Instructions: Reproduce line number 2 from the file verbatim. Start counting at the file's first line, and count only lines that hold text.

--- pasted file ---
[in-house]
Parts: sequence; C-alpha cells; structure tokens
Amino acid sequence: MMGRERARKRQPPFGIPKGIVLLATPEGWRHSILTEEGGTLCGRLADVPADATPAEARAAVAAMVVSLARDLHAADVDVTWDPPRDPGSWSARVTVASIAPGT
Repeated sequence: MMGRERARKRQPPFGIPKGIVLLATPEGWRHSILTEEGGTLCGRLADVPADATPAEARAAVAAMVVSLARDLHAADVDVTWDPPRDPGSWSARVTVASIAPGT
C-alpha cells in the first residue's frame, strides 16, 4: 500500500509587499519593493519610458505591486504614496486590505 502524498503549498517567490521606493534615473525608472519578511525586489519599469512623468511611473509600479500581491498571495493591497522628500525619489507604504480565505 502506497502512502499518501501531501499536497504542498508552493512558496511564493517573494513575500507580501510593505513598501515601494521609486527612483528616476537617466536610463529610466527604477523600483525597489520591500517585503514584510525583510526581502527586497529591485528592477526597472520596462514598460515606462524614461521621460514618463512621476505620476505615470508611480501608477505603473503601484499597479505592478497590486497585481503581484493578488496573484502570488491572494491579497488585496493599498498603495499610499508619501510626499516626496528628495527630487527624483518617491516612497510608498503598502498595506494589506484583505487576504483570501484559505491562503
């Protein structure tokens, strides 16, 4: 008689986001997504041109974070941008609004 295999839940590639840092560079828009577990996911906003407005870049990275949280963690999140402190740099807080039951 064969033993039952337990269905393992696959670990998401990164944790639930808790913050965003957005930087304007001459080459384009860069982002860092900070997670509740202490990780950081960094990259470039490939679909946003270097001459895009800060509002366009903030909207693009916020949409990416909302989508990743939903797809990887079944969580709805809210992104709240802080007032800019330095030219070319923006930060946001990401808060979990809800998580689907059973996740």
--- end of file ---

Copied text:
Parts: sequence; C-alpha cells; structure tokens